Out of the room; out of the hall; down the stairs; exit the building; past the wall of smokers, smokers in long black jackets, with dripping umbrellas dangling from their wrists; spit out the gum, into the bushes for the squirrels to pick at; onto the brick path headed for the cafeteria; approach the street; approach the crosswalk, the white lines welcoming feet in Nike basketball shoes, even though he played terribly at the sport; into the street, one foot, then the next; car on his left stops, waits for him to pass; he doesn't look up; he doesn't look left at the car; he doesn't look right; eyes focused on that crosswalk, on the white lines with the gray background; bus on his right doesn't stop; bus never stops; bus driver on the street; driver checks the body for signs.


Spiraling Outward

A small crack. Big enough to kill, to cause brain damage. But small. A thin, delicate trail of blood billows down his forehead, ominously weaving its way towards the inevitable concrete pool of red. Head twisted backwards, look of contempt for life forever cemented for the onlookers to mourn. Body: a lump, stomach down, crushed; legs twisted, under the wheels. Female bus driver: sobs. Sobs for the death. Sobs for her negligence. Sobs for her imminent lay-off. Sobs for her two children; they won't see the Grand Canyon this year. Lining the sidewalk on the other side of the street: school children visiting from the local elementary school. They run over to see the madness while their teachers and parents rush to shield innocent eyes from the real world. Scattered college students - milling around the sidewalk areas on both sides of the street, getting head starts on their next classes, going to meet friends for lunch, walking alone to be alone - all stop. All turn towards the place where they heard the screeching tires, honking horns, three-car pile up. Time to crowd around the scene. Some of the cynical among them, those who do not join the fracas, believe this happens so they'll be more likely to make the newspaper photographs, not because they actually want to help the fallen. "I was there. So tragic. So gruesome."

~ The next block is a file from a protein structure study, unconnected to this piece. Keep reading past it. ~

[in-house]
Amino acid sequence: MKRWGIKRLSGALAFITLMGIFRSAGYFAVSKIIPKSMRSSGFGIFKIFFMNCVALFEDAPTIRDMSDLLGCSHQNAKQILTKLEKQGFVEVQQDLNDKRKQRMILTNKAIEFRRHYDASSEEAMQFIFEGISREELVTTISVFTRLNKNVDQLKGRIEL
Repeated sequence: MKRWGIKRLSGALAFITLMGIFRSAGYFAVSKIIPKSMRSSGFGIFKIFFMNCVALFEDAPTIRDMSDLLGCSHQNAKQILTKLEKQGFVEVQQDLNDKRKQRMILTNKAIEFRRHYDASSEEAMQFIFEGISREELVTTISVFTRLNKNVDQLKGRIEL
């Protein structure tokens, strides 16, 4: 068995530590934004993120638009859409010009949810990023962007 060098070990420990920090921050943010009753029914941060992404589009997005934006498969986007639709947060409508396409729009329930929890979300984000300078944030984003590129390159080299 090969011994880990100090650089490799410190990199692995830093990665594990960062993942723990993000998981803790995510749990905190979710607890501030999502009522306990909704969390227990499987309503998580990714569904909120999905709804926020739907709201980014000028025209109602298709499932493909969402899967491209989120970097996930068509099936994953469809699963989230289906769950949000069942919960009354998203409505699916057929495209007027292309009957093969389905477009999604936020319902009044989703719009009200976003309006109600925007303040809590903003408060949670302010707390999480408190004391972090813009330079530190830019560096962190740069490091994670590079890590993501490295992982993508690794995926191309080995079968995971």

People waiting for the bus. Twenty feet from the scene. People now going to be late for work. People needing to get home. People not leaving the scene. Some walk off. Hysterical. Hysterical people running into the cafeteria. "Call 911! There's been an accident!" Hysterical people not realizing that three people on-scene have cellular phones and have already called the paramedics. Hysterical people causing a major rush towards the windows, towards the door. Curious people gawking at the dead lump. Word spreading. Spreading upward, outward. People in all reaches of the cafeteria hear the news within minutes. All conversation turns on this one subject.

Steven's friend James: walking to the cafeteria after a successful examination. Planning on meeting his friend after his English class, knowing he'd be skipping out early. Hearing the news of someone dead on the other side of the building. Walking over. Submitting to his curious nature. Seeing not but a pile of people in his way. A large crowd, now dispersing. Angry citizens calling for "room" "space" "air." Quiet gawkers backing away. James: seeing the white T-shirt, now stained red. Seeing the dark blue beanie in the middle of the road. James: realizing who's been hit. James: running down the stairs, to his friend. James: riding with the paramedics to the hospital. James: making the call to Steven's parents. James: breaking the news to friends in the dorm. James: handing over duties to Steven's parents an hour later.

Pronounced dead by the time the parents reach him. People cry. Funeral three days later. People cry. Memorial service that weekend. People hold candles. New quarter begins six weeks later. Friends saddened by the re-filling of Steven's dorm room. School year over. Sun still rises. People forget. It's natural.